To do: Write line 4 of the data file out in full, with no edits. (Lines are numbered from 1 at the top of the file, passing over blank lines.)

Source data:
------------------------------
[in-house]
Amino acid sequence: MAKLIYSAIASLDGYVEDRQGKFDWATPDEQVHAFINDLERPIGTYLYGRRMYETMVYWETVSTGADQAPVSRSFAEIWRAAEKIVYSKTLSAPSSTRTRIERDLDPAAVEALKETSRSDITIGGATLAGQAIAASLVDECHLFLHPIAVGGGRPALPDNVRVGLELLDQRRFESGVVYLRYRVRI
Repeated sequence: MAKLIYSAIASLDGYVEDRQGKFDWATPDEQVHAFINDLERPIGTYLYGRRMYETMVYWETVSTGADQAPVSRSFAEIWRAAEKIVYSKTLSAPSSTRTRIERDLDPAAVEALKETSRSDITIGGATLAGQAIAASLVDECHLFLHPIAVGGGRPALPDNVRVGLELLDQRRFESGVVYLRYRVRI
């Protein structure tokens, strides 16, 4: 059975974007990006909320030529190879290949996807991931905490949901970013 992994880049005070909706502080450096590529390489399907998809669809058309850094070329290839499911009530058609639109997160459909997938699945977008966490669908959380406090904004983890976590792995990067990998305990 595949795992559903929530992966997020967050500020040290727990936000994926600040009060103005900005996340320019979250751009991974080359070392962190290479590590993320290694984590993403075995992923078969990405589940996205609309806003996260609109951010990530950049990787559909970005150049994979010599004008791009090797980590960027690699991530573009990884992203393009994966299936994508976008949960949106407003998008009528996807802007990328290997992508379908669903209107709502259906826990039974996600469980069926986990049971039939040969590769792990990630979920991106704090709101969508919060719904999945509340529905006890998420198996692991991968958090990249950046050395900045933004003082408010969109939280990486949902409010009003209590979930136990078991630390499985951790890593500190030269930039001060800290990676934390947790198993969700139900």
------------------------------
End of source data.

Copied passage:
């Protein structure tokens, strides 16, 4: 059975974007990006909320030529190879290949996807991931905490949901970013 992994880049005070909706502080450096590529390489399907998809669809058309850094070329290839499911009530058609639109997160459909997938699945977008966490669908959380406090904004983890976590792995990067990998305990 595949795992559903929530992966997020967050500020040290727990936000994926600040009060103005900005996340320019979250751009991974080359070392962190290479590590993320290694984590993403075995992923078969990405589940996205609309806003996260609109951010990530950049990787559909970005150049994979010599004008791009090797980590960027690699991530573009990884992203393009994966299936994508976008949960949106407003998008009528996807802007990328290997992508379908669903209107709502259906826990039974996600469980069926986990049971039939040969590769792990990630979920991106704090709101969508919060719904999945509340529905006890998420198996692991991968958090990249950046050395900045933004003082408010969109939280990486949902409010009003209590979930136990078991630390499985951790890593500190030269930039001060800290990676934390947790198993969700139900």